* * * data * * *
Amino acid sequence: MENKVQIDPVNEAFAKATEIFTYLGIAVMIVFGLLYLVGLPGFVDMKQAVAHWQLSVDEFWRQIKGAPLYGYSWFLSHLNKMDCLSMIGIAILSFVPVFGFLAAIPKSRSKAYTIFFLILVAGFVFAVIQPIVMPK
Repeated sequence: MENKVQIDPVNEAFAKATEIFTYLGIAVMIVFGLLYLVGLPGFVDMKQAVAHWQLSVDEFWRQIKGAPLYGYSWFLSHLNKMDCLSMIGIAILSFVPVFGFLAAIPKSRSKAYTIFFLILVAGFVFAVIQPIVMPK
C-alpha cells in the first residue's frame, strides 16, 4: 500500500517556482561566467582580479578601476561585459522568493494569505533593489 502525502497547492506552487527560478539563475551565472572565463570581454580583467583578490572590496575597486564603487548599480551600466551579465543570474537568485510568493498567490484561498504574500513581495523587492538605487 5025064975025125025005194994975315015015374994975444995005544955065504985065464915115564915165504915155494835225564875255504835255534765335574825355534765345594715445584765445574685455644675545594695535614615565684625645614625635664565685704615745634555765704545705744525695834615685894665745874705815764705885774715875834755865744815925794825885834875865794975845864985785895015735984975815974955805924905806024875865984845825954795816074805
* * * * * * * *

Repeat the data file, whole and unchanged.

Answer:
Amino acid sequence: MENKVQIDPVNEAFAKATEIFTYLGIAVMIVFGLLYLVGLPGFVDMKQAVAHWQLSVDEFWRQIKGAPLYGYSWFLSHLNKMDCLSMIGIAILSFVPVFGFLAAIPKSRSKAYTIFFLILVAGFVFAVIQPIVMPK
Repeated sequence: MENKVQIDPVNEAFAKATEIFTYLGIAVMIVFGLLYLVGLPGFVDMKQAVAHWQLSVDEFWRQIKGAPLYGYSWFLSHLNKMDCLSMIGIAILSFVPVFGFLAAIPKSRSKAYTIFFLILVAGFVFAVIQPIVMPK
C-alpha cells in the first residue's frame, strides 16, 4: 500500500517556482561566467582580479578601476561585459522568493494569505533593489 502525502497547492506552487527560478539563475551565472572565463570581454580583467583578490572590496575597486564603487548599480551600466551579465543570474537568485510568493498567490484561498504574500513581495523587492538605487 5025064975025125025005194994975315015015374994975444995005544955065504985065464915115564915165504915155494835225564875255504835255534765335574825355534765345594715445584765445574685455644675545594695535614615565684625645614625635664565685704615745634555765704545705744525695834615685894665745874705815764705885774715875834755865744815925794825885834875865794975845864985785895015735984975815974955805924905806024875865984845825954795816074805